A narrative review of electroencephalogram-based monitoring during cardiovascular surgery.

Kaiser, Heiko; Hight, Darren; Avidan, Michael S (2020). A narrative review of electroencephalogram-based monitoring during cardiovascular surgery. Current opinion in anaesthesiology, 33(1), pp. 92-100. Wolters Kluwer Health 10.1097/ACO.0000000000000819

[img] Text
Kaiser & Hight_narrative_review_of_eeg_CurrOpin_color PDF_2019.pdf - Published Version
Restricted to registered users only until 1 March 2021.
Available under License Publisher holds Copyright.

Download (1MB) | Request a copy

PURPOSE OF REVIEW The current narrative review focuses on depth of hypnosis monitoring with electroencephalography (EEG) during cardiovascular surgery. There have been important findings in recent years regarding the challenges and limitations of EEG-based monitoring during general anesthesia. The purpose of this review is to summarize key EEG-related concepts, as well as to highlight some of the advantages and disadvantages of processed and unprocessed EEG monitoring, especially for older patients with comorbidities undergoing cardiovascular surgery. RECENT FINDINGS The brain is the target organ of anesthesia. Using the EEG or processed EEG to guide anesthetic administration during cardiovascular surgery conceptually allows precision patient-centered anesthesia. It is suggested that inadequate anesthesia, with the possibility of traumatic intraoperative awareness, can potentially be avoided. Furthermore, excessive anesthesia, with hemodynamic compromise and theoretical risk of delirium, can be minimized. Frail, older patients undergoing major surgery with preexisting neurocognitive disorders might be especially vulnerable to perioperative neurological and other complications. Tailoring anesthetic administration, based on individual patient needs partly guided by certain EEG features, might yield improved perioperative outcomes. SUMMARY Ability to interpret the EEG during surgery might help anesthesia clinicians to individualize anesthetic administration to prevent adverse events, and optimize postoperative recovery.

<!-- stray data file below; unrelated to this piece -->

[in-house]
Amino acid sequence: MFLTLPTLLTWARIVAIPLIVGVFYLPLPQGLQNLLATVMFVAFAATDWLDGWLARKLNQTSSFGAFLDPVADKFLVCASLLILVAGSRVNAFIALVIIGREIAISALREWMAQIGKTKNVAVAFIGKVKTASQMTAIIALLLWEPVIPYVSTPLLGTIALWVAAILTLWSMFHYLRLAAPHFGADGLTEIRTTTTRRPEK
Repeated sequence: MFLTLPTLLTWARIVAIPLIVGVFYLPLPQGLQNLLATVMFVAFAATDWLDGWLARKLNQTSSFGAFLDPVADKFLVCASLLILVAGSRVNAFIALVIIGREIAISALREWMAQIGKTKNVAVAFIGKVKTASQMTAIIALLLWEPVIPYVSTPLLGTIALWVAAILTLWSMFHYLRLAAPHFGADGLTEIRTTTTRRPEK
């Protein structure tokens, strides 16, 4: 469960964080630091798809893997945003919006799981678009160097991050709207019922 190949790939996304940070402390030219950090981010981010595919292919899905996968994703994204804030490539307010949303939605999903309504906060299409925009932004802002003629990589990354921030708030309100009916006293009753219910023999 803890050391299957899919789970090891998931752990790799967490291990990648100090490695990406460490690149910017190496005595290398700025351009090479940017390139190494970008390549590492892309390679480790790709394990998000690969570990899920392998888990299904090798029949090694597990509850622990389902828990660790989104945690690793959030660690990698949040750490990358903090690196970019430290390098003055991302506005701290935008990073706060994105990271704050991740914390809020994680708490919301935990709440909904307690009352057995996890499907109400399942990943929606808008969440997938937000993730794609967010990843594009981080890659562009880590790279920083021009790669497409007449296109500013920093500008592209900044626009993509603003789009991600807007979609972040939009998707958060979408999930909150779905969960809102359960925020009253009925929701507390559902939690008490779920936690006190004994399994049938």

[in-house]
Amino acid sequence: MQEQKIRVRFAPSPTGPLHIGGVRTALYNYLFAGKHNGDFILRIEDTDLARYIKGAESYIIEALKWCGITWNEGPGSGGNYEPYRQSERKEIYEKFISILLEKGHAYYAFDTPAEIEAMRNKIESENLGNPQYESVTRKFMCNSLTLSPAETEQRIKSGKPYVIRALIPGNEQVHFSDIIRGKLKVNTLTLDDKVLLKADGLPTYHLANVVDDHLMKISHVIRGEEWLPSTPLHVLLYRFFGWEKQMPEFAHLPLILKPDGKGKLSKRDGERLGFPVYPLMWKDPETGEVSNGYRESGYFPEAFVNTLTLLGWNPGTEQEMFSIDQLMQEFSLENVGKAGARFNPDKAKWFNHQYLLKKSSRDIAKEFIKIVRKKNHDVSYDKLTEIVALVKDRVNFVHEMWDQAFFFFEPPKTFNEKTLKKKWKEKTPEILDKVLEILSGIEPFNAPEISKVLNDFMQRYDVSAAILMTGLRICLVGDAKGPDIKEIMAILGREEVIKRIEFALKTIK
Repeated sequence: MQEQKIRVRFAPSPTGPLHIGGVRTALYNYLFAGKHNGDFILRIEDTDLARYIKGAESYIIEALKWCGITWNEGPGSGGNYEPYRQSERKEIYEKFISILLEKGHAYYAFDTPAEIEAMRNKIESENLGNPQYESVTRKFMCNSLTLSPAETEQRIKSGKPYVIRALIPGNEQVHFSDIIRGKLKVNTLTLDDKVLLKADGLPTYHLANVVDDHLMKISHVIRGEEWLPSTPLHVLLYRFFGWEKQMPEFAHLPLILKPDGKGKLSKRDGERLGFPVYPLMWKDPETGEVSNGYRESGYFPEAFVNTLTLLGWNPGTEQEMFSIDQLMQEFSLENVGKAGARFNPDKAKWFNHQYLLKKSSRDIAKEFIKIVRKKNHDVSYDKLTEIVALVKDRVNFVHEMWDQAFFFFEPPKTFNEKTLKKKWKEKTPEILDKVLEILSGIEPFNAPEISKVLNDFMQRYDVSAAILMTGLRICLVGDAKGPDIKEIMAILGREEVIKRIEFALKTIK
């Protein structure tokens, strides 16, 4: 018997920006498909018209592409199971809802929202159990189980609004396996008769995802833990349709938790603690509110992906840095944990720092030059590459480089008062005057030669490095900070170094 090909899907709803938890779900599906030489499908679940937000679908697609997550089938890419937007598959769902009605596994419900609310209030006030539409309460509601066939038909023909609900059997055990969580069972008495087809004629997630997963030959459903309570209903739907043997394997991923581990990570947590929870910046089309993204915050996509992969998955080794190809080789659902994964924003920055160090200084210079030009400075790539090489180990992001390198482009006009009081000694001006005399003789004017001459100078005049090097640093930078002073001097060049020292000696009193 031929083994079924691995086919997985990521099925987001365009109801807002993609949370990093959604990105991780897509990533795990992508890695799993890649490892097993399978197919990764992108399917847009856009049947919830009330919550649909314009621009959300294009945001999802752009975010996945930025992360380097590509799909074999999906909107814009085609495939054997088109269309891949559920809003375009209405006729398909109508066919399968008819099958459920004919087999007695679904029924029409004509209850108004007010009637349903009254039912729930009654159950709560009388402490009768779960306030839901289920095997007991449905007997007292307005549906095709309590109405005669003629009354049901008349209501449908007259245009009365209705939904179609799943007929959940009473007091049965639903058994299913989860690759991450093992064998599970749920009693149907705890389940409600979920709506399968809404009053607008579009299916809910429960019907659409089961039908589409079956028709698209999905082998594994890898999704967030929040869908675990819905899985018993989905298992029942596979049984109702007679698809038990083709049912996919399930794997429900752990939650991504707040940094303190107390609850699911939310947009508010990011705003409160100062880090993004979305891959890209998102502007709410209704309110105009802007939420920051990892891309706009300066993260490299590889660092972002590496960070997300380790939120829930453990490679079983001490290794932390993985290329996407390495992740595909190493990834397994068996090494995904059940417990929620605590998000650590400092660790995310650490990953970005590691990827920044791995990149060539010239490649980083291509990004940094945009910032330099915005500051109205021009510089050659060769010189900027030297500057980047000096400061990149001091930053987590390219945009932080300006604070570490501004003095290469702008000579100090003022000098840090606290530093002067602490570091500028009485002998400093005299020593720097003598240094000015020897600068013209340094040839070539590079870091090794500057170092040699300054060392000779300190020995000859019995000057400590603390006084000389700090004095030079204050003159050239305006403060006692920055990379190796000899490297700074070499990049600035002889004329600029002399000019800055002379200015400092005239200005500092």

Item Type:

Journal Article (Review Article)


04 Faculty of Medicine > Department of Intensive Care, Emergency Medicine and Anaesthesiology (DINA) > Clinic and Policlinic for Anaesthesiology and Pain Therapy

UniBE Contributor:

Kaiser, Heiko and Hight, Darren


600 Technology > 610 Medicine & health




Wolters Kluwer Health




Jeannie Wurz

Date Deposited:

16 Jan 2020 14:19

Last Modified:

16 Jan 2020 14:19

Publisher DOI:


PubMed ID:






Actions (login required)

Edit item Edit item
Provide Feedback